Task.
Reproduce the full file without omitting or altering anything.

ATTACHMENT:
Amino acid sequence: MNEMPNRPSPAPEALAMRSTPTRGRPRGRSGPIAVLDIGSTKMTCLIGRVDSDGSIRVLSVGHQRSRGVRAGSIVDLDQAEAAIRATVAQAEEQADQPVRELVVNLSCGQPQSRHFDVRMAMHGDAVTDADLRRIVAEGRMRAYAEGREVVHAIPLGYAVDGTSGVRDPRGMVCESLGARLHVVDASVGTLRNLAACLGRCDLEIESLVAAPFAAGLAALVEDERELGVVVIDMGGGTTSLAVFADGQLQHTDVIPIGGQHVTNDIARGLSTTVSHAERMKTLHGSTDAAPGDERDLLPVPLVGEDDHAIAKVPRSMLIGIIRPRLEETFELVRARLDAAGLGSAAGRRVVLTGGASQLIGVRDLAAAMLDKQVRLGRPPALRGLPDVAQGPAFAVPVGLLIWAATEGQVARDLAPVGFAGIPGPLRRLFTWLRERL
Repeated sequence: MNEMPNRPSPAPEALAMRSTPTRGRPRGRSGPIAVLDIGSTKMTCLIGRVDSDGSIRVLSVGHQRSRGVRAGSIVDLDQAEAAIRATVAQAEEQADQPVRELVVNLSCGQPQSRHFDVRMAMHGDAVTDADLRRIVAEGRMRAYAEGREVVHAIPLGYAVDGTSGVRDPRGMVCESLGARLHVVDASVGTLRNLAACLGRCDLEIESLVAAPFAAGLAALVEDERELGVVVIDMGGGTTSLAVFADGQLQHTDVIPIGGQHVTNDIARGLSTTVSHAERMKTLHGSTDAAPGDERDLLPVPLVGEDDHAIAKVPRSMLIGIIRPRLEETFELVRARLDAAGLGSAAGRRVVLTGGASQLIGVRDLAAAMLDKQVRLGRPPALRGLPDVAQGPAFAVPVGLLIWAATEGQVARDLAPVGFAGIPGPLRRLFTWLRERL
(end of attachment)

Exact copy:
Amino acid sequence: MNEMPNRPSPAPEALAMRSTPTRGRPRGRSGPIAVLDIGSTKMTCLIGRVDSDGSIRVLSVGHQRSRGVRAGSIVDLDQAEAAIRATVAQAEEQADQPVRELVVNLSCGQPQSRHFDVRMAMHGDAVTDADLRRIVAEGRMRAYAEGREVVHAIPLGYAVDGTSGVRDPRGMVCESLGARLHVVDASVGTLRNLAACLGRCDLEIESLVAAPFAAGLAALVEDERELGVVVIDMGGGTTSLAVFADGQLQHTDVIPIGGQHVTNDIARGLSTTVSHAERMKTLHGSTDAAPGDERDLLPVPLVGEDDHAIAKVPRSMLIGIIRPRLEETFELVRARLDAAGLGSAAGRRVVLTGGASQLIGVRDLAAAMLDKQVRLGRPPALRGLPDVAQGPAFAVPVGLLIWAATEGQVARDLAPVGFAGIPGPLRRLFTWLRERL
Repeated sequence: MNEMPNRPSPAPEALAMRSTPTRGRPRGRSGPIAVLDIGSTKMTCLIGRVDSDGSIRVLSVGHQRSRGVRAGSIVDLDQAEAAIRATVAQAEEQADQPVRELVVNLSCGQPQSRHFDVRMAMHGDAVTDADLRRIVAEGRMRAYAEGREVVHAIPLGYAVDGTSGVRDPRGMVCESLGARLHVVDASVGTLRNLAACLGRCDLEIESLVAAPFAAGLAALVEDERELGVVVIDMGGGTTSLAVFADGQLQHTDVIPIGGQHVTNDIARGLSTTVSHAERMKTLHGSTDAAPGDERDLLPVPLVGEDDHAIAKVPRSMLIGIIRPRLEETFELVRARLDAAGLGSAAGRRVVLTGGASQLIGVRDLAAAMLDKQVRLGRPPALRGLPDVAQGPAFAVPVGLLIWAATEGQVARDLAPVGFAGIPGPLRRLFTWLRERL